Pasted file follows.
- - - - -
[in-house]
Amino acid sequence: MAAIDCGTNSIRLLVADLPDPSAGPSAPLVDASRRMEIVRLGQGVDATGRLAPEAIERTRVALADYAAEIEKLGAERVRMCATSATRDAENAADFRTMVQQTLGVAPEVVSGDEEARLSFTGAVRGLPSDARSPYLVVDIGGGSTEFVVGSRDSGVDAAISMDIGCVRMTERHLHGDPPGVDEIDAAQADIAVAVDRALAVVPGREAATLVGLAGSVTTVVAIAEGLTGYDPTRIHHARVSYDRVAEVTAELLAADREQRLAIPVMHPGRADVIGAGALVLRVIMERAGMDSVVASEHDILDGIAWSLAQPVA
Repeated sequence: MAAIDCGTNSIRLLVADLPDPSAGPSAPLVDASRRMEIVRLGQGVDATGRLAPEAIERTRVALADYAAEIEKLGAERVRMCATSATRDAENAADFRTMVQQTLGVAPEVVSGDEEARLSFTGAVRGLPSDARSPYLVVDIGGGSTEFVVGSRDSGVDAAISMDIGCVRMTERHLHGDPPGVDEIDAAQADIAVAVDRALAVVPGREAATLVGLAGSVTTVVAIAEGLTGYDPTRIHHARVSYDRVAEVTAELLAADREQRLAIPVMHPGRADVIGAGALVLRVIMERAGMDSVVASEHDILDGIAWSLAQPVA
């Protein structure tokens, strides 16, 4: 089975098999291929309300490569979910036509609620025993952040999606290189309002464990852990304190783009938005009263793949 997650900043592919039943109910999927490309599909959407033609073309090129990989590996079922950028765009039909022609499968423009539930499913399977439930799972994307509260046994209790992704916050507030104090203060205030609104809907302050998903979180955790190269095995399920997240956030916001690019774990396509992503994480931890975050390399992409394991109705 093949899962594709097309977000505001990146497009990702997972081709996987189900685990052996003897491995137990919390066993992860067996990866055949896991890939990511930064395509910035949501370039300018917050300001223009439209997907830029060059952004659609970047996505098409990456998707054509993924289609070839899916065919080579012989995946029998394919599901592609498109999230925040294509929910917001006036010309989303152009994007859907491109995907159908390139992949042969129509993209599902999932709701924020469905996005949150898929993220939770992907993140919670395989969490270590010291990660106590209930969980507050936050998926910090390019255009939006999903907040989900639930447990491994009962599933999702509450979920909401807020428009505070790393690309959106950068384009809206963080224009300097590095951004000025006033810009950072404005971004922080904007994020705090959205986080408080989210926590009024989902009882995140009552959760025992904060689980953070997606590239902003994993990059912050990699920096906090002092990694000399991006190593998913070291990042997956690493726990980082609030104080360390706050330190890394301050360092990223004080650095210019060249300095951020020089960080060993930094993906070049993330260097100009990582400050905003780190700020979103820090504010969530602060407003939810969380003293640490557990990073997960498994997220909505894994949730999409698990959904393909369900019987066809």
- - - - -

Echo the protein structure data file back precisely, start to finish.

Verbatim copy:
[in-house]
Amino acid sequence: MAAIDCGTNSIRLLVADLPDPSAGPSAPLVDASRRMEIVRLGQGVDATGRLAPEAIERTRVALADYAAEIEKLGAERVRMCATSATRDAENAADFRTMVQQTLGVAPEVVSGDEEARLSFTGAVRGLPSDARSPYLVVDIGGGSTEFVVGSRDSGVDAAISMDIGCVRMTERHLHGDPPGVDEIDAAQADIAVAVDRALAVVPGREAATLVGLAGSVTTVVAIAEGLTGYDPTRIHHARVSYDRVAEVTAELLAADREQRLAIPVMHPGRADVIGAGALVLRVIMERAGMDSVVASEHDILDGIAWSLAQPVA
Repeated sequence: MAAIDCGTNSIRLLVADLPDPSAGPSAPLVDASRRMEIVRLGQGVDATGRLAPEAIERTRVALADYAAEIEKLGAERVRMCATSATRDAENAADFRTMVQQTLGVAPEVVSGDEEARLSFTGAVRGLPSDARSPYLVVDIGGGSTEFVVGSRDSGVDAAISMDIGCVRMTERHLHGDPPGVDEIDAAQADIAVAVDRALAVVPGREAATLVGLAGSVTTVVAIAEGLTGYDPTRIHHARVSYDRVAEVTAELLAADREQRLAIPVMHPGRADVIGAGALVLRVIMERAGMDSVVASEHDILDGIAWSLAQPVA
């Protein structure tokens, strides 16, 4: 089975098999291929309300490569979910036509609620025993952040999606290189309002464990852990304190783009938005009263793949 997650900043592919039943109910999927490309599909959407033609073309090129990989590996079922950028765009039909022609499968423009539930499913399977439930799972994307509260046994209790992704916050507030104090203060205030609104809907302050998903979180955790190269095995399920997240956030916001690019774990396509992503994480931890975050390399992409394991109705 093949899962594709097309977000505001990146497009990702997972081709996987189900685990052996003897491995137990919390066993992860067996990866055949896991890939990511930064395509910035949501370039300018917050300001223009439209997907830029060059952004659609970047996505098409990456998707054509993924289609070839899916065919080579012989995946029998394919599901592609498109999230925040294509929910917001006036010309989303152009994007859907491109995907159908390139992949042969129509993209599902999932709701924020469905996005949150898929993220939770992907993140919670395989969490270590010291990660106590209930969980507050936050998926910090390019255009939006999903907040989900639930447990491994009962599933999702509450979920909401807020428009505070790393690309959106950068384009809206963080224009300097590095951004000025006033810009950072404005971004922080904007994020705090959205986080408080989210926590009024989902009882995140009552959760025992904060689980953070997606590239902003994993990059912050990699920096906090002092990694000399991006190593998913070291990042997956690493726990980082609030104080360390706050330190890394301050360092990223004080650095210019060249300095951020020089960080060993930094993906070049993330260097100009990582400050905003780190700020979103820090504010969530602060407003939810969380003293640490557990990073997960498994997220909505894994949730999409698990959904393909369900019987066809």